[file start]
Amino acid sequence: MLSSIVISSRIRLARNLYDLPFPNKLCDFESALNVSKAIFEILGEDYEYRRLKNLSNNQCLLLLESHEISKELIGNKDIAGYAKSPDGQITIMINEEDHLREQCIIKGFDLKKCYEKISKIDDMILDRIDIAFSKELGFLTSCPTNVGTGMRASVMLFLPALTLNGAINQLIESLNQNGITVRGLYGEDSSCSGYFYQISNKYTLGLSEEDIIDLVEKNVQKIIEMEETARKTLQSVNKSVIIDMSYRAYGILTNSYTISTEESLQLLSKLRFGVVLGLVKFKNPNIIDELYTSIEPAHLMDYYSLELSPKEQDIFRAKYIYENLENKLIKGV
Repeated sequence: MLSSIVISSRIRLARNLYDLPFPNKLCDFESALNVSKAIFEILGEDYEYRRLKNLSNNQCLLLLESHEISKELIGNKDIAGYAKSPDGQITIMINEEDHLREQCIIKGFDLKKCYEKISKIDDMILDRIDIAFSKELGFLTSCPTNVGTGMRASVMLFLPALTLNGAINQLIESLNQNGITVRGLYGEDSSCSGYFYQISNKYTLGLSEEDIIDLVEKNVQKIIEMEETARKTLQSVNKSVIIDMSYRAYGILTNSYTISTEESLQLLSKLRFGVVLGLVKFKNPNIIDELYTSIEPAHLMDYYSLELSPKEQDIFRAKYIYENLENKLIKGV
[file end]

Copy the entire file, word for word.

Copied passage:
Amino acid sequence: MLSSIVISSRIRLARNLYDLPFPNKLCDFESALNVSKAIFEILGEDYEYRRLKNLSNNQCLLLLESHEISKELIGNKDIAGYAKSPDGQITIMINEEDHLREQCIIKGFDLKKCYEKISKIDDMILDRIDIAFSKELGFLTSCPTNVGTGMRASVMLFLPALTLNGAINQLIESLNQNGITVRGLYGEDSSCSGYFYQISNKYTLGLSEEDIIDLVEKNVQKIIEMEETARKTLQSVNKSVIIDMSYRAYGILTNSYTISTEESLQLLSKLRFGVVLGLVKFKNPNIIDELYTSIEPAHLMDYYSLELSPKEQDIFRAKYIYENLENKLIKGV
Repeated sequence: MLSSIVISSRIRLARNLYDLPFPNKLCDFESALNVSKAIFEILGEDYEYRRLKNLSNNQCLLLLESHEISKELIGNKDIAGYAKSPDGQITIMINEEDHLREQCIIKGFDLKKCYEKISKIDDMILDRIDIAFSKELGFLTSCPTNVGTGMRASVMLFLPALTLNGAINQLIESLNQNGITVRGLYGEDSSCSGYFYQISNKYTLGLSEEDIIDLVEKNVQKIIEMEETARKTLQSVNKSVIIDMSYRAYGILTNSYTISTEESLQLLSKLRFGVVLGLVKFKNPNIIDELYTSIEPAHLMDYYSLELSPKEQDIFRAKYIYENLENKLIKGV